1. In line with their very nature, cloud services need to be massively scalable. Scalability is the distinguishing factor of cloud hosting and one of the major selling points of a respective service. Developing a cloud solution, the challenge is to make available the exact resources that a customer’s application delivery requires. As one size does not fit all, instant expansion and reduction must be possible at any time. “While many customers first investigate using IaaS to achieve cost savings, most customers buy IaaS to achieve greater business agility, or to gain access to infrastructure capabilities that they do not have within their own data center.”*


2. Another crucial aspect of cloud computing is security, maybe even one of the most discussed issues of the industry. According to a recent white paper, “68 percent of enterprises are not confident in the security of their data placed in the cloud”**. To outline and discuss the various layers of advanced security of IaaS would require a massive white paper on its own. Nevertheless, there are some core issues that industry experts seem to focus on: Information security and access, for instance, are major issues of concern. Especially if a provider plans to accommodate multi-tenancy, they need to think of efficient ways to utilize the same hardware and network infrastructure for multiple customers, while guaranteeing complete separation of their  individual networks.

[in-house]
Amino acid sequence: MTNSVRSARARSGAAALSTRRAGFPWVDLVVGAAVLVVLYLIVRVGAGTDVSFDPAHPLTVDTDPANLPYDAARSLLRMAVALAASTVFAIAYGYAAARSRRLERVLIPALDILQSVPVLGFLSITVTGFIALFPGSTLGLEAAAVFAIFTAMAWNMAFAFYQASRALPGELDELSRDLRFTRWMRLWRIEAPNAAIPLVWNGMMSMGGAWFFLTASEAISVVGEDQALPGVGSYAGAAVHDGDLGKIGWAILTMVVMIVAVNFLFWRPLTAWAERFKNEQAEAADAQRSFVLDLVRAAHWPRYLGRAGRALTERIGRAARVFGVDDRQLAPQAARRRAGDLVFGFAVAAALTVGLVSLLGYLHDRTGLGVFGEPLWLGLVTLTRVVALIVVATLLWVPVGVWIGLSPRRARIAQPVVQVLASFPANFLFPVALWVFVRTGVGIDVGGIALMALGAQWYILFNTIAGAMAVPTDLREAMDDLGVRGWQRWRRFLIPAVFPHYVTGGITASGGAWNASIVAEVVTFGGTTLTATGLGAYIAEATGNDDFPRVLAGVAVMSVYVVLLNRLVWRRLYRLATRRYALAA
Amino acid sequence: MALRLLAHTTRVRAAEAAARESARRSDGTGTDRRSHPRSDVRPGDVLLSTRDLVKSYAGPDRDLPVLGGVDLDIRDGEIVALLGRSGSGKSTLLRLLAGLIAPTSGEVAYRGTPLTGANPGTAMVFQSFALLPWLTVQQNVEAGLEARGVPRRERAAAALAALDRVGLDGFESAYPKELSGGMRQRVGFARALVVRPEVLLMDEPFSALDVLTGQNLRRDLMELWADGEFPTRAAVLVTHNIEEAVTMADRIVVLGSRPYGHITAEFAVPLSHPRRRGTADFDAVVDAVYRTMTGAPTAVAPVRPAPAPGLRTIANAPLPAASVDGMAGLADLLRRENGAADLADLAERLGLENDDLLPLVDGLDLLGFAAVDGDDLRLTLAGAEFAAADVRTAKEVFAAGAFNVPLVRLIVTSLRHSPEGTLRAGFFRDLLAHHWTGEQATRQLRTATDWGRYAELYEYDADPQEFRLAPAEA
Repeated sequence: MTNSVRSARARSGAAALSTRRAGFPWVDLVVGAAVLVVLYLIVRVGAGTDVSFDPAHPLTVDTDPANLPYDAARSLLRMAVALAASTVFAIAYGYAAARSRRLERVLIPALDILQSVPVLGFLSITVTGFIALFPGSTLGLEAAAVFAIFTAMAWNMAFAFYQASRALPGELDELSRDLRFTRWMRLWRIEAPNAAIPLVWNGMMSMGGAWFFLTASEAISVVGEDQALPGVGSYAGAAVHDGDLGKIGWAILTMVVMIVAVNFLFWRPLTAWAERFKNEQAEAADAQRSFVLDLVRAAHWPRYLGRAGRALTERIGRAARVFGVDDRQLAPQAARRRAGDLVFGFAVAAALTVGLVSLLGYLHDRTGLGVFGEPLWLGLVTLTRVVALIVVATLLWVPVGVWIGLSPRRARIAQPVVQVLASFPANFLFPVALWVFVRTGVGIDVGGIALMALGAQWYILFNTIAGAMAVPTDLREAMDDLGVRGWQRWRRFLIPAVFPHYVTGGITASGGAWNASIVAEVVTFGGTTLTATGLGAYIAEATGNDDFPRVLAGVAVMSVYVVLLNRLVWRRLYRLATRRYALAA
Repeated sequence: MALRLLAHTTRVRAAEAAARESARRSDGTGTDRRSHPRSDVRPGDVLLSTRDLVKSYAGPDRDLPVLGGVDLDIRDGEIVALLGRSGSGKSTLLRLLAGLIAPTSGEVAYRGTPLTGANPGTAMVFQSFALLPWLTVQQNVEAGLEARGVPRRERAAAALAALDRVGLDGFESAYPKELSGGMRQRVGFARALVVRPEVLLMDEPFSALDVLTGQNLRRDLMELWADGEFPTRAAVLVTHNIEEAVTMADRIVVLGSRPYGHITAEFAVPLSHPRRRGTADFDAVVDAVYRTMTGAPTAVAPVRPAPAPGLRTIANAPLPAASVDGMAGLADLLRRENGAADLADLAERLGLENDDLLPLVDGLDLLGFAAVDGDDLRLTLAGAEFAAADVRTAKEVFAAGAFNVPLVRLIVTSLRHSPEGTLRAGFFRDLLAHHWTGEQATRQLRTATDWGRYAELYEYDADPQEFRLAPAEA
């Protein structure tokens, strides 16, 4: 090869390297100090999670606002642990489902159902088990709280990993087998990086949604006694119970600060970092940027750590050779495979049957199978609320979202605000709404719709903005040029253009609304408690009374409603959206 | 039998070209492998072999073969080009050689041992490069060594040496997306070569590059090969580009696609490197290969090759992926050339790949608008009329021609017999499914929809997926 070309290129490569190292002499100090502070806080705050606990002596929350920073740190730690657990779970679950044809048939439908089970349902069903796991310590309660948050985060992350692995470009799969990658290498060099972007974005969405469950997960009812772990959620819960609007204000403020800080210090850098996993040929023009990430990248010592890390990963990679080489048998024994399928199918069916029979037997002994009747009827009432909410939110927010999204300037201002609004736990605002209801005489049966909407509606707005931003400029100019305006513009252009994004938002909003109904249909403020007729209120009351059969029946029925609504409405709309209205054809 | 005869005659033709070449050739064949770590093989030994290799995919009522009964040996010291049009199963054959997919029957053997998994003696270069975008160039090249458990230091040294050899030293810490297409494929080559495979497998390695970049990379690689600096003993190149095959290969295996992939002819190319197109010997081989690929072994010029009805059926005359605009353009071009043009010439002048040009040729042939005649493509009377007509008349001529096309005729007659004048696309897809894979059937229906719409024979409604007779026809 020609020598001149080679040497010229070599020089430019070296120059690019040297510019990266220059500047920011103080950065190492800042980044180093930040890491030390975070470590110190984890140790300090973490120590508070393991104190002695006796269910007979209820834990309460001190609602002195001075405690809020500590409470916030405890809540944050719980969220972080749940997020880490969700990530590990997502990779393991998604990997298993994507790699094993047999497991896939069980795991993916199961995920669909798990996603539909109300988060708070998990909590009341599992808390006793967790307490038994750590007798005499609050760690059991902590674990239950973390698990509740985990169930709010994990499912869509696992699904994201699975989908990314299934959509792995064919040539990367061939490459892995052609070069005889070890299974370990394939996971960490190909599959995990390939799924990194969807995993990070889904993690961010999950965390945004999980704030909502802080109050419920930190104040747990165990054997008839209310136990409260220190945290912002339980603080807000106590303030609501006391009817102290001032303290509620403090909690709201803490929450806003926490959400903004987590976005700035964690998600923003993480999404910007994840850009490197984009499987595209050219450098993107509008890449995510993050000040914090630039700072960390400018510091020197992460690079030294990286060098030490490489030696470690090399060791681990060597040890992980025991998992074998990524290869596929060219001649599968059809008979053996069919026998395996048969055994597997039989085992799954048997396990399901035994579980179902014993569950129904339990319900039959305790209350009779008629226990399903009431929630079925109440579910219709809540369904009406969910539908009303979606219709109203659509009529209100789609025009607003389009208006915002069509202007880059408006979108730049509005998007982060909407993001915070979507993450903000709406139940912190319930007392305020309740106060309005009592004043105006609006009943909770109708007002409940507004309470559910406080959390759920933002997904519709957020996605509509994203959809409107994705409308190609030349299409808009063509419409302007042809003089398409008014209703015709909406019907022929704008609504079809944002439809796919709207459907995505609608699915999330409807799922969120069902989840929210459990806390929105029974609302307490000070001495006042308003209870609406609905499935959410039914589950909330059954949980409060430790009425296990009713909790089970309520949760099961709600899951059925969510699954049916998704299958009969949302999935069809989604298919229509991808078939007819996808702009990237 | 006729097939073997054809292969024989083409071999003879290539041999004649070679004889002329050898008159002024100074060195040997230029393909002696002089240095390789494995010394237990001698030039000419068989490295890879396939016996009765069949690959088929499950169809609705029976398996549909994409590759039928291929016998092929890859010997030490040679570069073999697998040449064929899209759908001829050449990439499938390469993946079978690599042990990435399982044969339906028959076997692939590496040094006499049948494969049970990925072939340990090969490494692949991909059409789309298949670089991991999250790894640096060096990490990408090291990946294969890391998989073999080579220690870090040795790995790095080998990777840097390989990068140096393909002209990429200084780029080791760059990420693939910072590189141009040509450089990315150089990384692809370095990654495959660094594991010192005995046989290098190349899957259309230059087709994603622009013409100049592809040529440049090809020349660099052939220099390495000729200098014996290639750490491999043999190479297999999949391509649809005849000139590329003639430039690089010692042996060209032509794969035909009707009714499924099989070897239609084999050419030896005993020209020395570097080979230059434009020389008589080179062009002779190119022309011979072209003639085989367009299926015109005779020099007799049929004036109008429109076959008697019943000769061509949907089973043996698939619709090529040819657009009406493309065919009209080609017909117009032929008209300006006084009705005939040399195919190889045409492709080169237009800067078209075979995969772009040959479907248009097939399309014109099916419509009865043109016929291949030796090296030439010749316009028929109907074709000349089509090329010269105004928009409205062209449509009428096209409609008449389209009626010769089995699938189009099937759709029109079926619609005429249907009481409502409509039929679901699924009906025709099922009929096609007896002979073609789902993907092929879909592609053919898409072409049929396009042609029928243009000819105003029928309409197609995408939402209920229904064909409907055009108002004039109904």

Server security questions should also focus on the access to data applications through a sophisticated user authentication process and strictly regulated access policies. “The capability to block traffic to an application or server in the data center or cloud can no longer be based on the typical source or destination addresses of hosts. Now it must be based on the identity or role of the user, the process, or application in the transaction.”**